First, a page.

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Child advocates say immigration detention conditions are inhumane

| Feb 12, 2019 | Immigration and Naturalization

In New Jersey and elsewhere across the country, minors are often separated from their parents and other family members when they are placed in the custody of U.S. immigration law officers. An immigration detention center in another state is meant to provide temporary shelter for children until their cases are processed. However, several adults who were recently granted tours of the facility say the kids are being held in droves for as long as six months at a time.

One man who toured the complex said conditions there are inhumane. He described rooms with rows of bunk beds where children (as many as 100 per room) are packed in like sardines to sleep. The facility has detained as many as 250 kids at a time, reportedly allowing them no contact with their parents, except by telephone, a couple times per week for as little as 10 minutes per call.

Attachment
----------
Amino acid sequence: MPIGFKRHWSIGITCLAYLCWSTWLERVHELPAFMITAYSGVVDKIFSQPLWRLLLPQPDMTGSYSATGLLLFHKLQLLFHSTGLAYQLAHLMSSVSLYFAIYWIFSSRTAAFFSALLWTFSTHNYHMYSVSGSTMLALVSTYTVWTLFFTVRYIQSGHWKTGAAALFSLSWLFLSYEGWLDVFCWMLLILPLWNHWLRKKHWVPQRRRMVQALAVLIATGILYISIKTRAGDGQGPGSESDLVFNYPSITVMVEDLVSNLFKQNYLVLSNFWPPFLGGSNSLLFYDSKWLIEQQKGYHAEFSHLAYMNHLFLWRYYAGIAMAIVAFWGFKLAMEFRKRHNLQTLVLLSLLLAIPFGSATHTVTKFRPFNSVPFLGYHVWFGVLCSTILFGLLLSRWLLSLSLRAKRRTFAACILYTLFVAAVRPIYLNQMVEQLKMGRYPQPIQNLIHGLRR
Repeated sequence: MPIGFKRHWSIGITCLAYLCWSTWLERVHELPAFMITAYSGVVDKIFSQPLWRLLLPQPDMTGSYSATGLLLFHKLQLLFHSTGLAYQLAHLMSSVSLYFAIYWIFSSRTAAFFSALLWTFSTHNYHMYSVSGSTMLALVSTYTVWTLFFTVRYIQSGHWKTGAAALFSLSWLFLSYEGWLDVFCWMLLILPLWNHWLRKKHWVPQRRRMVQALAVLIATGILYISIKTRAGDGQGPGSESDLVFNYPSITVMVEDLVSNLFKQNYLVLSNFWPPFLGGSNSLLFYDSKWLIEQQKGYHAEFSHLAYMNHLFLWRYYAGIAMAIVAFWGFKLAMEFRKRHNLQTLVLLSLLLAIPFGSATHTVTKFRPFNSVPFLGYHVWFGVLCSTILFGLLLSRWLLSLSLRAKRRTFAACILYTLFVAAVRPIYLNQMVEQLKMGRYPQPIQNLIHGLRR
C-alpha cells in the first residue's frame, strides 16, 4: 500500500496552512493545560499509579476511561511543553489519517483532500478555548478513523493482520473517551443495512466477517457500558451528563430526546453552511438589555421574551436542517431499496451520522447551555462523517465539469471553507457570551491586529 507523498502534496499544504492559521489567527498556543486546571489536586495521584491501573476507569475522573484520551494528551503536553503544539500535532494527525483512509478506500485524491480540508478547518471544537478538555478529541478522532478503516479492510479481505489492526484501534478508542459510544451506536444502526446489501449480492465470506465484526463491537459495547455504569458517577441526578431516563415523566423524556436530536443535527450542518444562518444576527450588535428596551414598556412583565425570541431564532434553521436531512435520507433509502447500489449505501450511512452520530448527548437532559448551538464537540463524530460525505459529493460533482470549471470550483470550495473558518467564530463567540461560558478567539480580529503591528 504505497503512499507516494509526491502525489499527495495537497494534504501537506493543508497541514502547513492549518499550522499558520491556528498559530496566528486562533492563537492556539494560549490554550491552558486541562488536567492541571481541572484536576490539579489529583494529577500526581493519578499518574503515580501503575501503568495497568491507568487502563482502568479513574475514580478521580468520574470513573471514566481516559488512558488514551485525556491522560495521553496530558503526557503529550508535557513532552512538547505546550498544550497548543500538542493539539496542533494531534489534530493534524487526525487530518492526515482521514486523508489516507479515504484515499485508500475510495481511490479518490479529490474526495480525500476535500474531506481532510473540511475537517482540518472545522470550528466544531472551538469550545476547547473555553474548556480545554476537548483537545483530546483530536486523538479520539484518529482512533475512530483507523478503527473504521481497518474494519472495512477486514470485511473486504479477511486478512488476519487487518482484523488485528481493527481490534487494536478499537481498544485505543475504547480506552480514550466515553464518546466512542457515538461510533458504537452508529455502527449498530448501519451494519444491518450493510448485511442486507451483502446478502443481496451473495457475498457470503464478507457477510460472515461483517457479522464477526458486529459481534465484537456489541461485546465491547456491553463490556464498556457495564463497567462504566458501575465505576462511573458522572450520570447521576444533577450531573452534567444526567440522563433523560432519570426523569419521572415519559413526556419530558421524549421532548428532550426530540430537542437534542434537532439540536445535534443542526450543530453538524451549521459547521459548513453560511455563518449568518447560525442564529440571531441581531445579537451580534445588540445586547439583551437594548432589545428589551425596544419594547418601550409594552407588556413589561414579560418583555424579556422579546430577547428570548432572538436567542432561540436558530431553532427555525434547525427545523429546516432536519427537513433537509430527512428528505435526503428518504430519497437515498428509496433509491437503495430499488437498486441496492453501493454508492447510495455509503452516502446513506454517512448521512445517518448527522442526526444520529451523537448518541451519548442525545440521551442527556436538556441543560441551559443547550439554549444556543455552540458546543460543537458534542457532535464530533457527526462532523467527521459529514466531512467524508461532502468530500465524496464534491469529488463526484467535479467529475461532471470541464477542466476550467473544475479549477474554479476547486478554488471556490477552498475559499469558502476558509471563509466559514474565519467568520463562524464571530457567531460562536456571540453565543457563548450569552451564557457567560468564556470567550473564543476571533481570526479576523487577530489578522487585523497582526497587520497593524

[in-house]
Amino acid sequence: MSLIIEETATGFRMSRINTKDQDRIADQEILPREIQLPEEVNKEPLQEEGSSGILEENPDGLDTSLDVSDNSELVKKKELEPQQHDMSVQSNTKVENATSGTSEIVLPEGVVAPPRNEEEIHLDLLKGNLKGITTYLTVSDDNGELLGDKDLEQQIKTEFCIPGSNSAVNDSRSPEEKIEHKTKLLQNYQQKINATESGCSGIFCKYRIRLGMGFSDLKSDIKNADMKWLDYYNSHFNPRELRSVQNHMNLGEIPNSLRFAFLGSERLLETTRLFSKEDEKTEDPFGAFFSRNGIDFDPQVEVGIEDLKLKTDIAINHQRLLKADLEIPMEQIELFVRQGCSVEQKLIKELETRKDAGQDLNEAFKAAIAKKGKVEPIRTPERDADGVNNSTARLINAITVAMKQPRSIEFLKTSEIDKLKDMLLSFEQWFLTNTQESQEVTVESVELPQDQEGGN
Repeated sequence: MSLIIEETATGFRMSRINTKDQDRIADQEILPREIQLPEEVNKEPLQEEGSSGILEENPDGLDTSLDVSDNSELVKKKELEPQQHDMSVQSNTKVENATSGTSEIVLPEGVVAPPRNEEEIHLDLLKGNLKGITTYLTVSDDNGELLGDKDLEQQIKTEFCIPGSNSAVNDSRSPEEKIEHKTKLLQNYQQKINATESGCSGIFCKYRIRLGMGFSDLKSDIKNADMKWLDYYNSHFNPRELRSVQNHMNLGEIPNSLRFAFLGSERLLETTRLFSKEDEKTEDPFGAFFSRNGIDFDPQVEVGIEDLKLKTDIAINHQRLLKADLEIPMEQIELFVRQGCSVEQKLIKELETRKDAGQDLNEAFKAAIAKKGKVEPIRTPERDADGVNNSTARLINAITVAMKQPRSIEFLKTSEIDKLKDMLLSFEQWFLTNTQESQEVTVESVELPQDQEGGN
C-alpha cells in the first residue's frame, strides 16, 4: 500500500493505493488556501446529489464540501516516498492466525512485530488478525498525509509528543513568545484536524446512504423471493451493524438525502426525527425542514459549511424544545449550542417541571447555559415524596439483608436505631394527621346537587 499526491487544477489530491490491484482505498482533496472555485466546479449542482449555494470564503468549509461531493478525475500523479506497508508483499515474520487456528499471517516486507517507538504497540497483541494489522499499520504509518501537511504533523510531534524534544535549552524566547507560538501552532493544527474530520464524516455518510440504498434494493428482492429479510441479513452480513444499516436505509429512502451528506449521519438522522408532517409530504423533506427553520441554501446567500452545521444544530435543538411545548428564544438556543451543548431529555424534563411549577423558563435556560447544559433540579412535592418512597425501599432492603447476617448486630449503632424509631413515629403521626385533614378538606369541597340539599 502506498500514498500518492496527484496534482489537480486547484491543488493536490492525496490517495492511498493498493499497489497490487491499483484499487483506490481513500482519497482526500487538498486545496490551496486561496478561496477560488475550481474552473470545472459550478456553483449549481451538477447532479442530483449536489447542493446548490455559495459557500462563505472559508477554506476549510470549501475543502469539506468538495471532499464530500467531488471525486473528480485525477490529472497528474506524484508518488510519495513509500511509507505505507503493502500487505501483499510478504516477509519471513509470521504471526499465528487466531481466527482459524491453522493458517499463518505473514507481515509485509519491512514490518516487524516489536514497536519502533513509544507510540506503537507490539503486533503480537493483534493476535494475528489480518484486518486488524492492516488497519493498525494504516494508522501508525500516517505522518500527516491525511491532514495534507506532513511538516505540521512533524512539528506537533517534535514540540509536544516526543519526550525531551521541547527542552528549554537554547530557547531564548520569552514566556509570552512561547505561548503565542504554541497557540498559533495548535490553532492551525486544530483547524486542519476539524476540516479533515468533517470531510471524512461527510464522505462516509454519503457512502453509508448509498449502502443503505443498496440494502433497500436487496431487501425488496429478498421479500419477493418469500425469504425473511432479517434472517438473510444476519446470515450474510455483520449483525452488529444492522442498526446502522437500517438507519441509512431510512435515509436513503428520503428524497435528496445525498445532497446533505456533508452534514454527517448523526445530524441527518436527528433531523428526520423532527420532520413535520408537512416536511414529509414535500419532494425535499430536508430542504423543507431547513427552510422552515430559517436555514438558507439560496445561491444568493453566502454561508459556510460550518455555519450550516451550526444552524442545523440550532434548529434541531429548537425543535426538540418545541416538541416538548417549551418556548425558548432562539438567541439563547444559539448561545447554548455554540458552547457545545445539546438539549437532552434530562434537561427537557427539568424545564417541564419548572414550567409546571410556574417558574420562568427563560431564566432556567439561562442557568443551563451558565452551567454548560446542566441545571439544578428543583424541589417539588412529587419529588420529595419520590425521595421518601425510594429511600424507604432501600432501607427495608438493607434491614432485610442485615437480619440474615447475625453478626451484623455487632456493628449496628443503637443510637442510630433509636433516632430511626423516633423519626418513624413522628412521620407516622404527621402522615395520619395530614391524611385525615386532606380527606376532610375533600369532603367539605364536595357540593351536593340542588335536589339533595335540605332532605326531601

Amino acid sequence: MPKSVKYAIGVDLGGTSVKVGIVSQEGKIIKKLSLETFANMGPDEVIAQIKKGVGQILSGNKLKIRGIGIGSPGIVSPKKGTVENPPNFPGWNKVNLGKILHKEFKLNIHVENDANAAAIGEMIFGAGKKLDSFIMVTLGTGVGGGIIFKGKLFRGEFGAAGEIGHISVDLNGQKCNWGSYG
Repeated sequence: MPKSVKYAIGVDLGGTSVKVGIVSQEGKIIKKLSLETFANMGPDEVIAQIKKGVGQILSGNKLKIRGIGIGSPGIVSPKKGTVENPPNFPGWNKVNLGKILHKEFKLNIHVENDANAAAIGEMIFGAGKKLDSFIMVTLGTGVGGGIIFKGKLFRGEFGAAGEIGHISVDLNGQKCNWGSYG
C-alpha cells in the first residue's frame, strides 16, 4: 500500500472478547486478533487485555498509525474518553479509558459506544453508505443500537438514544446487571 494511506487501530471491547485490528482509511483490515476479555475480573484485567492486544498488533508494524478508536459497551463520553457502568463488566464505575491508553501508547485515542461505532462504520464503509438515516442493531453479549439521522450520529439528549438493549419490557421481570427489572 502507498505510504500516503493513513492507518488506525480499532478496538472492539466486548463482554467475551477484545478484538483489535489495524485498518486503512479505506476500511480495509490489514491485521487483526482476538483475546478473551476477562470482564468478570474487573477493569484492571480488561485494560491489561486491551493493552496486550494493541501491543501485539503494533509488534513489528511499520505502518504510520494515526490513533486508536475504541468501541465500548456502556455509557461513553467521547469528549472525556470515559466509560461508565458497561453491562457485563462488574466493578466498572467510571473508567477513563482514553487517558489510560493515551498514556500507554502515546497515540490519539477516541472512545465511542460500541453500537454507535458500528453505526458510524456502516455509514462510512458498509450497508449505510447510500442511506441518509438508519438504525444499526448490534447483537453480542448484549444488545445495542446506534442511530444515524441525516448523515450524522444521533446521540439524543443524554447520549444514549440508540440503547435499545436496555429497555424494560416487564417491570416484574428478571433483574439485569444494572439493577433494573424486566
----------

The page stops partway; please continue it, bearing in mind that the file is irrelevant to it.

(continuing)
The atmosphere at the detention facility is said to be quite militaristic. The children’s days are strictly regimented and they only get to go outdoors for approximately an hour per day. The education the children are receiving has been described as substandard by several legal and child psychology experts who have visited the facility.

In New Jersey and every other state, there are federal regulations that govern how immigration detention centers housing children are supposed to function. One regulation states that entrances and exits are not to be secured; yet, those who toured the facility in question said it is surrounded by fences and guards. An experienced immigration law attorney can provide guidance and support to any family experiencing legal problems in connection with a detention situation.

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